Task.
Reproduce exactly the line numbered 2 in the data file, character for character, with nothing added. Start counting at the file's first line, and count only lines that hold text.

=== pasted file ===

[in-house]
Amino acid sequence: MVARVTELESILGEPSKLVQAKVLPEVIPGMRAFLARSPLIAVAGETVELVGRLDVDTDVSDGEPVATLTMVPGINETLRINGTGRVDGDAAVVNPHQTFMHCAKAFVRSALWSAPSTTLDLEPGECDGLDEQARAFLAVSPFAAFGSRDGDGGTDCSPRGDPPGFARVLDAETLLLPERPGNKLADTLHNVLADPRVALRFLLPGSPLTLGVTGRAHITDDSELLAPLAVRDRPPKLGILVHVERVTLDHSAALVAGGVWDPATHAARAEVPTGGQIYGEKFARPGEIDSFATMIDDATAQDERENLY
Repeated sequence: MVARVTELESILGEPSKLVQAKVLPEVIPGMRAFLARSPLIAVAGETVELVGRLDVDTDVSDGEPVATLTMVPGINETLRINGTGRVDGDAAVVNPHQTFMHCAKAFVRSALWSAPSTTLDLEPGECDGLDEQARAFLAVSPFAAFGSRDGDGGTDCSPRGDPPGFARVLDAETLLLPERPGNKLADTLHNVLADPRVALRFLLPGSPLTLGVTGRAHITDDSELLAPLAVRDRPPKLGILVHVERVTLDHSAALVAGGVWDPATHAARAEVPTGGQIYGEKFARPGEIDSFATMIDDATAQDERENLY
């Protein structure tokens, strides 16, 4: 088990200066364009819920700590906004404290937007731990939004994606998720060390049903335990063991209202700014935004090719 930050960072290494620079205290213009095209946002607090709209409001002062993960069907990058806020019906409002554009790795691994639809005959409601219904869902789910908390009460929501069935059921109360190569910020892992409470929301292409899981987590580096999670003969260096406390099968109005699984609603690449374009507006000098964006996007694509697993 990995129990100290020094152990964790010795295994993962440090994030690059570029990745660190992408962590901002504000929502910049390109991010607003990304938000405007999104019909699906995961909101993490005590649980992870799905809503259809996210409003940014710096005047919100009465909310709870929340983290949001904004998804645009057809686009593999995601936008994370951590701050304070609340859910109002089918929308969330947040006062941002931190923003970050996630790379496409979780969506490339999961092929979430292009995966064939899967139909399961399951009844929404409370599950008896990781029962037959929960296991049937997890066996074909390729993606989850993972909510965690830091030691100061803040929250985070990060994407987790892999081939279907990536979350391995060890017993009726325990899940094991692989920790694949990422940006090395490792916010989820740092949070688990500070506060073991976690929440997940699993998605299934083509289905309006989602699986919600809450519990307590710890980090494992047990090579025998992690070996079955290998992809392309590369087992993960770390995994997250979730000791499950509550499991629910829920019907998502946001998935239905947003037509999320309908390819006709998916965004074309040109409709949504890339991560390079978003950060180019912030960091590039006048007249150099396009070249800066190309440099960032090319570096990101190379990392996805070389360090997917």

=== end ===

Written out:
Amino acid sequence: MVARVTELESILGEPSKLVQAKVLPEVIPGMRAFLARSPLIAVAGETVELVGRLDVDTDVSDGEPVATLTMVPGINETLRINGTGRVDGDAAVVNPHQTFMHCAKAFVRSALWSAPSTTLDLEPGECDGLDEQARAFLAVSPFAAFGSRDGDGGTDCSPRGDPPGFARVLDAETLLLPERPGNKLADTLHNVLADPRVALRFLLPGSPLTLGVTGRAHITDDSELLAPLAVRDRPPKLGILVHVERVTLDHSAALVAGGVWDPATHAARAEVPTGGQIYGEKFARPGEIDSFATMIDDATAQDERENLY